ELYRIA — Pedro Hernandez-Ramirez, who lives in Elyria, is a lot of things to a lot of people.
He’s the 42-year-old husband to Seleste Wisniewski, a loving father to Jessica, Juan, Stephanie and Luis-Angel, and the primary caretaker for his family.
He is also one of the country’s thousands of undocumented immigrants. Because of that, he’s in the Geauga County Jail and in danger of deportation.
Hernandez has been in jail since July 6, when agents from Immigration and Customs Enforcement picked him up and charged him with a felony count of illegal entry into the country after deportation.
He was first sent to a holding facility in Youngstown and has since been taken to Geauga County after a judge used discretion in dismissing the charge.
But agents were waiting for him again when he was released.
Now, his family is hoping for compassion and Hernandez’s return to Elyria. They have been told that just because the felony charges have been dropped doesn’t mean the father of four can stay.
“I need my husband home. He is our lifeline, and we are lost without him,” Wisniewski said from her West River Road South home.
Attorney David Leopold, a seasoned immigration attorney, said Hernandez’s case is not uncommon.
“This is an Elyria family, but there are families like this all over Elyria, Lorain County and America,” he said. “This American family is very typical of what you will find. This family is what is broken about immigration in this country.”
At last count, the Department of Homeland Security estimated there were more than 11 million undocumented immigrants living in the U.S.
Federal immigration reform legislation talked about earlier this year has stalled in the Republican-led House of Representative, leaving thousands of families in limbo.
Leopold filed a motion of stay Wednesday believing, based on federal policies, that Hernandez should be granted deferred action so that he can remain in the U.S.
He cited a June 2011 memo from ICE Director John Morton that details certain criteria the agency should use to allow for discretion in deportation cases including length of residence in the U.S., marital status to a U.S. citizen, whether the person is the parent of a U.S. citizen and/or the primary caretaker of a person with a mental or physical disability.
“Pedro is exactly the person we should want in this country,” Leopold said.
Leopold explained Hernandez’s story like this:
Henandez first came to this country from Mexico sometime before 2001. He doesn’t know exactly when because there is no paper trail documenting his illegal entry. Hernandez first popped up on law enforcement radar when he was accused of theft in 2001. The case was eventually dropped when it was learned Hernandez was not the culprit. During the arrest, he showed police a phony driver’s license. “Like a lot of undocumented workers do,” Leopold said.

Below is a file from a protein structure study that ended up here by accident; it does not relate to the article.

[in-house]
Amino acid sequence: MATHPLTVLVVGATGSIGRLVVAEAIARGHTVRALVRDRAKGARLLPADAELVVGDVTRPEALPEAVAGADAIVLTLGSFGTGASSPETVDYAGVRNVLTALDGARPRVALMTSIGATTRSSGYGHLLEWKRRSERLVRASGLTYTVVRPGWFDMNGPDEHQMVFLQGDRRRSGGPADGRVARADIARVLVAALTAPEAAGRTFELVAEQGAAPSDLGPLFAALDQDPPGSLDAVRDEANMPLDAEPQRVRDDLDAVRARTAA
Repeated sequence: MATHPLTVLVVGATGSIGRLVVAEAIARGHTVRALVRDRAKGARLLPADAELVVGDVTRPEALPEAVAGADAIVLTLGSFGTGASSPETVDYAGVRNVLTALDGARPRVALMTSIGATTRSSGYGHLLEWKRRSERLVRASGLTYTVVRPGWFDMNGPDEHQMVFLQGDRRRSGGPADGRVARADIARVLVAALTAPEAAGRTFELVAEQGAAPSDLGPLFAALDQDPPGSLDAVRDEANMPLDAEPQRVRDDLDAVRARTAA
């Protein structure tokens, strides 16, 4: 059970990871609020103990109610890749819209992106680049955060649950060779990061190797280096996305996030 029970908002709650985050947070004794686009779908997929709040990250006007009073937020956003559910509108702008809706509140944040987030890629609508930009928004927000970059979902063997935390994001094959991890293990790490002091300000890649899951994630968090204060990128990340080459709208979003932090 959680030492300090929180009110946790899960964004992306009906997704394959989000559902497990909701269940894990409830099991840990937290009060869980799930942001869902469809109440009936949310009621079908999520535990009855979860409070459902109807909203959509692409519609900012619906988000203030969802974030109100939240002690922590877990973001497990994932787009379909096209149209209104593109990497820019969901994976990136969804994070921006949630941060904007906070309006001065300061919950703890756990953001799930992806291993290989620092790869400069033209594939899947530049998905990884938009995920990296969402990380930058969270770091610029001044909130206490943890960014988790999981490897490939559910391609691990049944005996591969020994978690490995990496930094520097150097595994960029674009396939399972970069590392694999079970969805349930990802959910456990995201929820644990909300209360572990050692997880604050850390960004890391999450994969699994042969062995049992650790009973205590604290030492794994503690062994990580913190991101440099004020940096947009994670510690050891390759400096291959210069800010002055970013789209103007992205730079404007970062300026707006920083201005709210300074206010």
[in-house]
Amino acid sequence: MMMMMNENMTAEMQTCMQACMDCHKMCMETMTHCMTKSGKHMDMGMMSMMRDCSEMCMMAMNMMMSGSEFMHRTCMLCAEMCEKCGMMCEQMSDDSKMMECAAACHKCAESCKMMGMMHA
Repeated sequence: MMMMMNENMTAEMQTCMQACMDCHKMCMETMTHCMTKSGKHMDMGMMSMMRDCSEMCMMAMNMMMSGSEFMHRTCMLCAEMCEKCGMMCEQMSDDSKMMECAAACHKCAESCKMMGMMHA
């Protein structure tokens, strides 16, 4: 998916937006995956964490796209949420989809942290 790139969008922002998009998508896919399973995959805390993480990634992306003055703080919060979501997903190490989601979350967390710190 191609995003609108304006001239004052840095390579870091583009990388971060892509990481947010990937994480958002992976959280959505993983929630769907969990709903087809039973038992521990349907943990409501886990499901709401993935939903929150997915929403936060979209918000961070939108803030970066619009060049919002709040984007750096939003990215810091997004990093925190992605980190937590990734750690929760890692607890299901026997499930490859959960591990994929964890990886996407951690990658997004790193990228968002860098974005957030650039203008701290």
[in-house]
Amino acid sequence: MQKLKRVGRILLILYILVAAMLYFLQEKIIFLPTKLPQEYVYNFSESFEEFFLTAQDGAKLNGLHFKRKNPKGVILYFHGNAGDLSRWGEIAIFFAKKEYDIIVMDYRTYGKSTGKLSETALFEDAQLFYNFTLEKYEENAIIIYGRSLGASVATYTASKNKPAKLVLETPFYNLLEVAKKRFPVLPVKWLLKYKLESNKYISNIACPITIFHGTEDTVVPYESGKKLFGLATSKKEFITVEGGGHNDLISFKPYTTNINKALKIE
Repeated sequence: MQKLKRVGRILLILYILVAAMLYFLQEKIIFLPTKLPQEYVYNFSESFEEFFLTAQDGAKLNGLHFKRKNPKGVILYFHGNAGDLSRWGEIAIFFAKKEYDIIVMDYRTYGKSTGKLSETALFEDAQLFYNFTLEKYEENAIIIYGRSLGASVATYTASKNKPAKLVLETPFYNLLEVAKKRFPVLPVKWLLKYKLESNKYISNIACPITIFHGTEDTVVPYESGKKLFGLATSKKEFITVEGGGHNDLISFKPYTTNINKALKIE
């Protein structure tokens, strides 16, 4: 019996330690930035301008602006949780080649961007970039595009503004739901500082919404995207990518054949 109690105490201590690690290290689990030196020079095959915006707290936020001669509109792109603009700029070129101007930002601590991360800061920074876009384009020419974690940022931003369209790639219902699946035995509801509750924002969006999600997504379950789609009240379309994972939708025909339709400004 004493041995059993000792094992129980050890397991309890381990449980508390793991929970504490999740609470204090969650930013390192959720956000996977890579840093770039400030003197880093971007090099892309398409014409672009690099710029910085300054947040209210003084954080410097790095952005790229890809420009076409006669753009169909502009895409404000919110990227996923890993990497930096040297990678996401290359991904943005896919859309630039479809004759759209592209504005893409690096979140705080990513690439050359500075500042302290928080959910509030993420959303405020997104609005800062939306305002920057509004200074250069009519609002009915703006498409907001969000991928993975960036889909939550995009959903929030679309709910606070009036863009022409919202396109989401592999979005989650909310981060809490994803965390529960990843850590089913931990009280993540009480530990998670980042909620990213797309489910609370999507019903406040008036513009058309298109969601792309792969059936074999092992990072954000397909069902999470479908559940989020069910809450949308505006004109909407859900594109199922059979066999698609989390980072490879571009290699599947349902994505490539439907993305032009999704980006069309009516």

It was enough to get him deported.
Within a year, Hernandez made the it back into the country. In 2004, he met Wisniewski, then a single mother of three caring for two young daughters and a son with severe cerebral palsy.
Looking back on those early days, Wisniewski smiled — Hernandez was nice, humble, but persistent, she said. They met at a party of a mutual friend.
“I told him he didn’t want to be with me. I had a lot going on,” she said. “But he just said ‘Let’s just go out and see how it goes.’”
Friendship turned into romance. Wisniewski knew Hernandez was a keeper for how he dealt with her son, who needs round-the-clock care.
“He never turned away from Juan. From the very beginning, he was there for all of us,” she said.
Stephanie, now 16, said Hernandez is her dad, but like so many other teenagers, he annoyed her sometimes.
“He would take my phone away at night and tell me to sleep or bug me until I would get up so I wouldn’t be late for band practice or school. He was just always there,” she said. “Now, I kinda miss him yelling at me. He is the glue that holds this family together.”
Hernandez’s recent troubles started in April. Leopold said.
He was pulled over by a Highway Patrol trooper for a missing license-plate light. A check of his background pulled up the decade’s old deportation order.
Hernandez was arrested and soon sent back to Mexico.
“We learned he was gone because another inmate in the jail called us to say they took him,” Stephanie said. “It was days before I talked to my dad again, and all he said was he was in a very dangerous part of Mexico and he was scared.”
Leopold said Hernandez would call his wife as much as he could and listen helplessly as she talked about how she was struggling. Five years ago, the couple had a child together, Luis-Angel.
On the advice of a lawyer who told her Hernandez’s quest for citizenship could be sped up if the couple legally married, Wisniewski said she went to Mexico and she and Hernandez were wed in a small ceremony in Acapulco. But it wasn’t enough. They were told it would be years before Hernandez could legally enter the country.
Wisniewski said her family didn’t have years. Hernandez walked back into the family’s Elyria home on June 25.
He was gone again less than two weeks later.
“Agents arrested him a block from his home with his son and stepdaughter in the car,” Leopold said. “She ran home to tell her mother her dad was gone. They were waiting for him.”
A petition on Americasvoiceonline.org has been set up in hopes of stopping Hernandez’s deportation.
ICE area spokesman Khaalid Walls did not return calls or emails asking for comment.